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How to Wear Vintage Jewelry

  • How to wear emerald costume jewelry with contemporary fashion

    7 Ways to Wear Emerald Costume Jewelry

    One of the most precious of all gemstones, emerald derives its name from the ancient Greek word for green. The first known emerald mines, which date to at least 330 BC in Egypt, supplied Cleopatra with her favorite gems. Because green is the color of spring, emerald is seen by many as the symbol of rebirth. Although it’s the birthstone for May, this luscious gem is popular with women born in other months of the year. Here are a few ideas on how to wear emerald costume jewelry.

    The Color

    The color emerald is associated with the richest landscapes and the lushest greens. Ireland is the Emerald Isle, and Seattle, the real-life Emerald City. In 2013, Pantone named it the Color of the Year, and I wrote about it in my very first blog post that February. But for me, this rich, elegant, and luxurious hue is always a top choice.

    Emerald gemstones range in color from blue-green to green. Greens are typically cool colors and, therefore, more flattering to women who look best in a cool color palette. However, some greens work for women whose color palette is warm, especially if the stones are set in gold-tone (warm) metal.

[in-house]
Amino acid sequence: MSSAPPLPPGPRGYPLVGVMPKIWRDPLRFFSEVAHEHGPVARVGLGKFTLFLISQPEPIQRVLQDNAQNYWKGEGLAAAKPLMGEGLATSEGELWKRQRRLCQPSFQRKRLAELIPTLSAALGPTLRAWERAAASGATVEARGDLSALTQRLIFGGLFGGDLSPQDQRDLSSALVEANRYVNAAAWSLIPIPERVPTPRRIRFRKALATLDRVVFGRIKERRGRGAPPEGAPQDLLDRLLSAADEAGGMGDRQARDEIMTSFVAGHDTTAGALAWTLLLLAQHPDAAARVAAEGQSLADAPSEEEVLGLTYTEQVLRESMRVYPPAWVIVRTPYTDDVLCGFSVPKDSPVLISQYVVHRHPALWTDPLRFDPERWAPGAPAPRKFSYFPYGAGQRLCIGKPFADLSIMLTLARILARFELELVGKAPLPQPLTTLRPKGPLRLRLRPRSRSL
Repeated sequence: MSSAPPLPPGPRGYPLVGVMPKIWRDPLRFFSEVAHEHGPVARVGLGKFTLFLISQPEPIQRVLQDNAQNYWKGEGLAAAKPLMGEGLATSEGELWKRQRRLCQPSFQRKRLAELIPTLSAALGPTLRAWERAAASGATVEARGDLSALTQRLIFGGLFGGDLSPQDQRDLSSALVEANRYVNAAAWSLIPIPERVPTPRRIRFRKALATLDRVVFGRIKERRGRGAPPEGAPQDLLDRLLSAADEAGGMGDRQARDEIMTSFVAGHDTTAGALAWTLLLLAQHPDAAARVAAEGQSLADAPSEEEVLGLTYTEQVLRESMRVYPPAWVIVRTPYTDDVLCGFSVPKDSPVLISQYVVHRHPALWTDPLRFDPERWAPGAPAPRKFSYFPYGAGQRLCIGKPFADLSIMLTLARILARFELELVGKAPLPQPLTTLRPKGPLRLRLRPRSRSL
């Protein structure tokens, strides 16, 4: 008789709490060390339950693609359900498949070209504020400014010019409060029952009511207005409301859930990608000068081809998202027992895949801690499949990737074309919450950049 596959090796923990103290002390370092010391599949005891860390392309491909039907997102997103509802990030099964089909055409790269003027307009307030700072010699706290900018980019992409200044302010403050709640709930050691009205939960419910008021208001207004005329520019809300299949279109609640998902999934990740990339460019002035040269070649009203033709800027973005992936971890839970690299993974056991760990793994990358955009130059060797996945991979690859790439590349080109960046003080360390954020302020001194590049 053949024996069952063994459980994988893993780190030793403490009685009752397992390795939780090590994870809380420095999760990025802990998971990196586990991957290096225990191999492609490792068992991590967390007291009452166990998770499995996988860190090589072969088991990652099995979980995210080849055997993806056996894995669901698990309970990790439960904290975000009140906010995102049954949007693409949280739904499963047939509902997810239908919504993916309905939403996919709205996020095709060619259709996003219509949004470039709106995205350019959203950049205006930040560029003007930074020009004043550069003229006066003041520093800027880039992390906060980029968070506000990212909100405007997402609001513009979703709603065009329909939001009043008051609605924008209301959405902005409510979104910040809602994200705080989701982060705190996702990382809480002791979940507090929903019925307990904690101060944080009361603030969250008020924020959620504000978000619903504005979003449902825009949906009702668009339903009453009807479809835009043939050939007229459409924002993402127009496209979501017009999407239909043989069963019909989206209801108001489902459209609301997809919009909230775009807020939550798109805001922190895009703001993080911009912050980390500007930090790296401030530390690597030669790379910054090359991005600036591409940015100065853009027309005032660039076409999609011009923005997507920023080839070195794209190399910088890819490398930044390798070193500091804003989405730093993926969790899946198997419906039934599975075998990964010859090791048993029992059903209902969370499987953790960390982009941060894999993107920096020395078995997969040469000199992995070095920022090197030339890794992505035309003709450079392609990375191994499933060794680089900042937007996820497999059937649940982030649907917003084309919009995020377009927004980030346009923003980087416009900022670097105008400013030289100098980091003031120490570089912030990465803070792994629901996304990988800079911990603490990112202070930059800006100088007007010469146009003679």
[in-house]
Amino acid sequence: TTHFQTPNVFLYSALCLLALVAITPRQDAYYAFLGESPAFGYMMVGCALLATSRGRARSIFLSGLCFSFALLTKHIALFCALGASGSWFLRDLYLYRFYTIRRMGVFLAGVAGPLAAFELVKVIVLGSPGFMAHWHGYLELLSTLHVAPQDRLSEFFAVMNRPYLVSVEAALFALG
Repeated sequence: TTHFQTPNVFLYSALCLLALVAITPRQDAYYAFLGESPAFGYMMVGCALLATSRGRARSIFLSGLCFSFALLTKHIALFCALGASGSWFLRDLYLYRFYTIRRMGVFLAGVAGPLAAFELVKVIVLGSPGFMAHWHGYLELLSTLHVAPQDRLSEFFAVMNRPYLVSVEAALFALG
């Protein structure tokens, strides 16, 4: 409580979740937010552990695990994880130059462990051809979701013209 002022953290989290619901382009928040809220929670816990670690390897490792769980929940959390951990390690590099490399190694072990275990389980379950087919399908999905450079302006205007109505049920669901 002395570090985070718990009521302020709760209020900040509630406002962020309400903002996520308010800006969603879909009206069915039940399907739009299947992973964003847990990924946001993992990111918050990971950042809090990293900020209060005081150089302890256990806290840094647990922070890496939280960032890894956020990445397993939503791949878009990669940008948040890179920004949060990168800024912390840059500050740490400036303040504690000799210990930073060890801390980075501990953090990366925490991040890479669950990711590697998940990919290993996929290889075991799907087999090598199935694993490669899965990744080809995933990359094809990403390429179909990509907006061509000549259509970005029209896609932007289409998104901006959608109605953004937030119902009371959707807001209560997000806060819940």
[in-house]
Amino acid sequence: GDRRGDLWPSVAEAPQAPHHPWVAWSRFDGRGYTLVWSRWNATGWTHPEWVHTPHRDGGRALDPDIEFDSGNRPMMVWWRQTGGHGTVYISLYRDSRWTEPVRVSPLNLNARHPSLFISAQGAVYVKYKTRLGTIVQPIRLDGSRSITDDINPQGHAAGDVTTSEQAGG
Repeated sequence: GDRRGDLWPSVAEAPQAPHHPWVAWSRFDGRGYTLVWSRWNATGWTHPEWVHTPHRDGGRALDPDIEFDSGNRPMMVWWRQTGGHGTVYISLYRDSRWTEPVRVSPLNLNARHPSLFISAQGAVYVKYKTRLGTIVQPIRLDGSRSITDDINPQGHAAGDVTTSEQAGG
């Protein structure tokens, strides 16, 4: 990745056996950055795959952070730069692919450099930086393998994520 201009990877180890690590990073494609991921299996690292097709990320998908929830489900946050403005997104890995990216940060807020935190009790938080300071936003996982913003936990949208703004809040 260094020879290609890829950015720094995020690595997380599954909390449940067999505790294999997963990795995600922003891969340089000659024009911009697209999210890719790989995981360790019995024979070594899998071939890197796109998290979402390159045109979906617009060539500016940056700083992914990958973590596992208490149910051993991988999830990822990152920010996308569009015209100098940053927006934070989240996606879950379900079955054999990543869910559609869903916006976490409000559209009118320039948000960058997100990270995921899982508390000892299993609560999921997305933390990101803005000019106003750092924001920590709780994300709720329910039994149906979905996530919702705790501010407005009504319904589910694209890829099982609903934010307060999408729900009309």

I’ve put together outfits for both cool and warm palettes, each styled with an emerald piece from TruFaux Jewels. The clothes are classics that you may have in your closet. One of my goals in providing styling tips is to inspire you to refresh your existing wardrobe with vintage costume jewelry.

    How to Wear It with a Cool Palette

    These first two outfits illustrate how you can dress up jeans, a denim jacket, and a tee shirt for a well-coordinated look that will take you to casual Fridays at the office, drinks with friends, and other off-duty activities. Substitute a blazer for the denim jacket, if that’s more your style. These jewels are set in white metal, which works well for cool palettes.